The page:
Quogue Community Notes, February 6

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Oh, the many joys and serendipities of alliteration. If not for alliteration, how could the savory and plentiful princely pleasures of partaking of pizza possibly have been joined to the passing on of pottery making skills in the upcoming two-session Pottery and Pizza workshop being offered to aspiring ceramicists age 11 and up on two Fridays—February 7 and 21—at 4 p.m. at the Quogue Library?Local potter Alicia Mack will help participants work with soft clay to create a one-of-a-kind animal, one that will make sound when shaken. And everyone will have a chance to enjoy some pizza during the course of the workshop.

Alicia, who has an MFA in ceramics from the University of Miami, has exhibited nationwide, enjoys teaching ceramics to people of all ages, and loves to get people excited about working with clay. She also, presumably, enjoys pizza, or at least serving it to workshop participants. Her artwork can be found online at www.aliciamack.com.

On Saturday, February 8, at 2 p.m., the library will host a “Valentine Tea for You and Me with Poetry” for youngsters age 5 and up. All those attending who have a favorite poem are asked to bring it with them to share.

Parents and their children who will be in Quogue during the next school break will want to check out the Quogue Wildlife Refuge Winter Wildlife Camp for kids age 5 to 11, from Tuesday, February 18, through Friday, February 21, from 9 a.m. to noon each day.

The perennially popular camp provides three hours a day of immersion in wildlife, education and fun. A hike and a craft will be offered each day, so parents are asked to dress all campers for the weather, and to send all campers supplied with an individual snack and drink each day.

In addition to their other activities, children will be able to feed and handle some of the animals that live in the Nature Center. The fee is $30 per day, or $100 for the four-day program. Registration and payment are required in advance; call (631) 653-4771.

The next Full Moon Night Hike at the refuge will step off on Valentine’s Day, February 14, starting at 5:30 p.m. Native tribes of the north and east often called February’s full moon the “full snow moon,” since the heaviest snow typically falls during this month. Certainly the beginning of the month seems to confirm this generalization, given the heavy, wet snowfall on Monday, February 3.

During the 90-minute walk through the forest up to North Pond and back, adults and families with children age 11 and up will look and listen for nocturnal creatures, and enjoy some night vision activities under the light of the moon.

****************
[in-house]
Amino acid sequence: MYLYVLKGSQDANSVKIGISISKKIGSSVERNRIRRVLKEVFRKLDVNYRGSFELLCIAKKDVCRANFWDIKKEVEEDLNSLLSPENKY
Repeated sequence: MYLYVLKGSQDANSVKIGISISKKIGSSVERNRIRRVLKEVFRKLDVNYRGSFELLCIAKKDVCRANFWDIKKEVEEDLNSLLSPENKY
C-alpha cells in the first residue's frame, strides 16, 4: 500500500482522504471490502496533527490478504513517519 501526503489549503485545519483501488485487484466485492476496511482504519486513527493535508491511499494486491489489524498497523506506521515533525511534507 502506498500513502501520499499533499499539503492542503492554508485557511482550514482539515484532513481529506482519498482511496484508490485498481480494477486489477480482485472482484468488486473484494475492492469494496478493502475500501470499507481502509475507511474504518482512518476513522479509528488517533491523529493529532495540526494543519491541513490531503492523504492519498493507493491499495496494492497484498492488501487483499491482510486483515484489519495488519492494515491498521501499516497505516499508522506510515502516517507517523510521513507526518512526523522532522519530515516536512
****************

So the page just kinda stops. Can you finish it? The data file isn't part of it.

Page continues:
This program is free for refuge members. Reservations are required (631-653-4771) at least 24 hours in advance, along with payment of the $5 fee for non-members.

Help is on the way for anyone age 4 to 7 who ever wondered what it is that makes a snake slither. On Saturday, February 15, from 11 to 11:45 a.m., Miss Marilyn will provide the answer to this question and will offer other interesting facts about snakes as part of a fun morning at the Quogue Wildlife Refuge focused on snakes.

The young herpetologists will meet one of the refuge’s resident snakes, hear a snake story and create a craft, all in front of a toasty fire in the Nature Center. Cocoa will be served at the end of the program. The fee is $5 per child, with reservations required as space is limited; call (631) 653-4771.

Worcester Polytechnic Institute (WPI) in Worcester, Massachusetts, has announced that Nicholas Panzarino of Quogue, a freshman majoring in mechanical engineering, was named to the university’s dean’s list for academic excellence for the fall semester.

A total of 1,303 undergraduate students achieved the criteria required for WPI’s fall dean’s list, the criteria for which differs from that at most other universities. WPI does not compute a GPA, instead determining the dean’s list by the amount of work completed at the A level in courses and projects.

“WPI’s academic programs are remarkably rigorous,” Provost Eric Overstrom said in a release, “so being named to the dean’s list is a testament to hard work, a sharp mind, and a commitment to excellence.” Congratulations, Nicholas.

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